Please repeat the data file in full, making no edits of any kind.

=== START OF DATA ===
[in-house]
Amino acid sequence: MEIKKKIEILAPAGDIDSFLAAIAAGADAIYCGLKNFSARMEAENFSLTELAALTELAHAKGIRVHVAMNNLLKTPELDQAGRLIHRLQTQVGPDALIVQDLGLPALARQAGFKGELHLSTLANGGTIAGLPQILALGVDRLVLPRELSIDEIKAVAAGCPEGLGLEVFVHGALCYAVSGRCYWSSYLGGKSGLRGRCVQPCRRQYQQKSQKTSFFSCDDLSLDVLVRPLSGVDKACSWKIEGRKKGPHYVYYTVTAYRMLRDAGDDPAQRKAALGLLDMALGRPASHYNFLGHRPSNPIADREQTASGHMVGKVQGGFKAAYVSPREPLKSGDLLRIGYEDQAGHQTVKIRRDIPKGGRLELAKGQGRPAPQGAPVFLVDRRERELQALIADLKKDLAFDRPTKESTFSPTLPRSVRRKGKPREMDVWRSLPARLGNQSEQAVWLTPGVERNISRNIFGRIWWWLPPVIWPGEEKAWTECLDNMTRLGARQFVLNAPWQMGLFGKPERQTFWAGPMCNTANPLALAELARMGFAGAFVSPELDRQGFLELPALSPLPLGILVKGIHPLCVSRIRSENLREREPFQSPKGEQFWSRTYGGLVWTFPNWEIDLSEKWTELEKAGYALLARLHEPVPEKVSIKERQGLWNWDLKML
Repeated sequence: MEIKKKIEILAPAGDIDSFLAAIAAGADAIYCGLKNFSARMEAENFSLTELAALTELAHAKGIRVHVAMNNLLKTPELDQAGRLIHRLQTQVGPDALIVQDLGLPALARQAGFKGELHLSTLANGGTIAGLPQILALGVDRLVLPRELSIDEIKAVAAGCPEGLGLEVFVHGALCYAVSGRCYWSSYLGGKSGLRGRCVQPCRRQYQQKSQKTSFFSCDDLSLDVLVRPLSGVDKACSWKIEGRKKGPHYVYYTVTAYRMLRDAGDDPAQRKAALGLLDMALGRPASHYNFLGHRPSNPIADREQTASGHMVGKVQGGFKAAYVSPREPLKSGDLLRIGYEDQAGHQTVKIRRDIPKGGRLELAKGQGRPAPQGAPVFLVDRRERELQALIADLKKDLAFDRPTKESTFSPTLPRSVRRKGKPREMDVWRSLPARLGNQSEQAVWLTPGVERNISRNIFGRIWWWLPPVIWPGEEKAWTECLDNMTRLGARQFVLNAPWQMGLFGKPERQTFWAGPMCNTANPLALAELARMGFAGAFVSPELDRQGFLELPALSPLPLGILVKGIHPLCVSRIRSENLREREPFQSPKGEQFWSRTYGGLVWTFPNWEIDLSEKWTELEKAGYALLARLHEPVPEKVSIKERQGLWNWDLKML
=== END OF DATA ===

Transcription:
[in-house]
Amino acid sequence: MEIKKKIEILAPAGDIDSFLAAIAAGADAIYCGLKNFSARMEAENFSLTELAALTELAHAKGIRVHVAMNNLLKTPELDQAGRLIHRLQTQVGPDALIVQDLGLPALARQAGFKGELHLSTLANGGTIAGLPQILALGVDRLVLPRELSIDEIKAVAAGCPEGLGLEVFVHGALCYAVSGRCYWSSYLGGKSGLRGRCVQPCRRQYQQKSQKTSFFSCDDLSLDVLVRPLSGVDKACSWKIEGRKKGPHYVYYTVTAYRMLRDAGDDPAQRKAALGLLDMALGRPASHYNFLGHRPSNPIADREQTASGHMVGKVQGGFKAAYVSPREPLKSGDLLRIGYEDQAGHQTVKIRRDIPKGGRLELAKGQGRPAPQGAPVFLVDRRERELQALIADLKKDLAFDRPTKESTFSPTLPRSVRRKGKPREMDVWRSLPARLGNQSEQAVWLTPGVERNISRNIFGRIWWWLPPVIWPGEEKAWTECLDNMTRLGARQFVLNAPWQMGLFGKPERQTFWAGPMCNTANPLALAELARMGFAGAFVSPELDRQGFLELPALSPLPLGILVKGIHPLCVSRIRSENLREREPFQSPKGEQFWSRTYGGLVWTFPNWEIDLSEKWTELEKAGYALLARLHEPVPEKVSIKERQGLWNWDLKML
Repeated sequence: MEIKKKIEILAPAGDIDSFLAAIAAGADAIYCGLKNFSARMEAENFSLTELAALTELAHAKGIRVHVAMNNLLKTPELDQAGRLIHRLQTQVGPDALIVQDLGLPALARQAGFKGELHLSTLANGGTIAGLPQILALGVDRLVLPRELSIDEIKAVAAGCPEGLGLEVFVHGALCYAVSGRCYWSSYLGGKSGLRGRCVQPCRRQYQQKSQKTSFFSCDDLSLDVLVRPLSGVDKACSWKIEGRKKGPHYVYYTVTAYRMLRDAGDDPAQRKAALGLLDMALGRPASHYNFLGHRPSNPIADREQTASGHMVGKVQGGFKAAYVSPREPLKSGDLLRIGYEDQAGHQTVKIRRDIPKGGRLELAKGQGRPAPQGAPVFLVDRRERELQALIADLKKDLAFDRPTKESTFSPTLPRSVRRKGKPREMDVWRSLPARLGNQSEQAVWLTPGVERNISRNIFGRIWWWLPPVIWPGEEKAWTECLDNMTRLGARQFVLNAPWQMGLFGKPERQTFWAGPMCNTANPLALAELARMGFAGAFVSPELDRQGFLELPALSPLPLGILVKGIHPLCVSRIRSENLREREPFQSPKGEQFWSRTYGGLVWTFPNWEIDLSEKWTELEKAGYALLARLHEPVPEKVSIKERQGLWNWDLKML